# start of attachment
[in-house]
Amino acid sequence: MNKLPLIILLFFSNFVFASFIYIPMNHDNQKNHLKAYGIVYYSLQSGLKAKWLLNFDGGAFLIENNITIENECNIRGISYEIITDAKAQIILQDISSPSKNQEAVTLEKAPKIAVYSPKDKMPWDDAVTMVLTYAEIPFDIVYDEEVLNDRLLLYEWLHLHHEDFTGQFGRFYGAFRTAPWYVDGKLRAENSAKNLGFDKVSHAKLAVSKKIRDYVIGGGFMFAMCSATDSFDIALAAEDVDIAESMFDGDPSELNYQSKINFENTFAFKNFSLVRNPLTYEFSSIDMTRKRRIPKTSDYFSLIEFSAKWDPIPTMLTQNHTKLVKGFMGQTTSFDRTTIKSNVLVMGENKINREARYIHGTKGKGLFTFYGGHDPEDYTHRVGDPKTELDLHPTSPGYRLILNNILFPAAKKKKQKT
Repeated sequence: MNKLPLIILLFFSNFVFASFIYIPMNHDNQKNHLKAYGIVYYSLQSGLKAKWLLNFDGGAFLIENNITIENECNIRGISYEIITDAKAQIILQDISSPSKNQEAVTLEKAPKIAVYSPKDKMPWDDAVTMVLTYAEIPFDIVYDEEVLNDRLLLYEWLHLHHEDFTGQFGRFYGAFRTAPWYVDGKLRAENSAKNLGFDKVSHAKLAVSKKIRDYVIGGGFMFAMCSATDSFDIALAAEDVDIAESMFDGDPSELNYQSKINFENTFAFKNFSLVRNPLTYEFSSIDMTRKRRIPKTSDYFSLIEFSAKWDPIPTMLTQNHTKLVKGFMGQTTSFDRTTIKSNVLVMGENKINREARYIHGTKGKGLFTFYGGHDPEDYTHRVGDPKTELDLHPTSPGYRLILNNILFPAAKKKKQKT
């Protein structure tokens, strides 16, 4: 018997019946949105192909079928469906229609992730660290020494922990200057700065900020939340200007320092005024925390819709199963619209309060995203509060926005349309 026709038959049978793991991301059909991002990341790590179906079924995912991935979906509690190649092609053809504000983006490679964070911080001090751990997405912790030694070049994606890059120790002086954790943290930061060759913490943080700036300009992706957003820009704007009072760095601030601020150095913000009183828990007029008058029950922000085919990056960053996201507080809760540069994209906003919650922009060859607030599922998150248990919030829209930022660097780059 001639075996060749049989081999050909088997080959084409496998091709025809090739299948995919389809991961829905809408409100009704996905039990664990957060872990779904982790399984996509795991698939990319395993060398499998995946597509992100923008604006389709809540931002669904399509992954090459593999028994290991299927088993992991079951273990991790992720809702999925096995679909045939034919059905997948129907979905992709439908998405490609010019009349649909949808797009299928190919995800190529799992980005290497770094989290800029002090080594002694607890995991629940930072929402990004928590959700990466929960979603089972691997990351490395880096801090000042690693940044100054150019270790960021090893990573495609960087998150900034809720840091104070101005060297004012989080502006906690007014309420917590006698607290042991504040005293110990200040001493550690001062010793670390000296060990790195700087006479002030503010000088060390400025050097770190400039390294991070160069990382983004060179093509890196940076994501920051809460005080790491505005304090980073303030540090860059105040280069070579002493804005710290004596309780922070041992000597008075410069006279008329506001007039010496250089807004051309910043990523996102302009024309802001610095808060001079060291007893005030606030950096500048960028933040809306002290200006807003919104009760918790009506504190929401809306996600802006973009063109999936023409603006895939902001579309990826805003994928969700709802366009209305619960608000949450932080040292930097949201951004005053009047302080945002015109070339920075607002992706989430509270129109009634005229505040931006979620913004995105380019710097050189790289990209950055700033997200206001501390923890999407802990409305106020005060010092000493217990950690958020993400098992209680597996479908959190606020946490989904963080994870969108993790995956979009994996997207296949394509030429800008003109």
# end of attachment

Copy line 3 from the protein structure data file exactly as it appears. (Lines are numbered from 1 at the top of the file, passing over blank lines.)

Repeated sequence: MNKLPLIILLFFSNFVFASFIYIPMNHDNQKNHLKAYGIVYYSLQSGLKAKWLLNFDGGAFLIENNITIENECNIRGISYEIITDAKAQIILQDISSPSKNQEAVTLEKAPKIAVYSPKDKMPWDDAVTMVLTYAEIPFDIVYDEEVLNDRLLLYEWLHLHHEDFTGQFGRFYGAFRTAPWYVDGKLRAENSAKNLGFDKVSHAKLAVSKKIRDYVIGGGFMFAMCSATDSFDIALAAEDVDIAESMFDGDPSELNYQSKINFENTFAFKNFSLVRNPLTYEFSSIDMTRKRRIPKTSDYFSLIEFSAKWDPIPTMLTQNHTKLVKGFMGQTTSFDRTTIKSNVLVMGENKINREARYIHGTKGKGLFTFYGGHDPEDYTHRVGDPKTELDLHPTSPGYRLILNNILFPAAKKKKQKT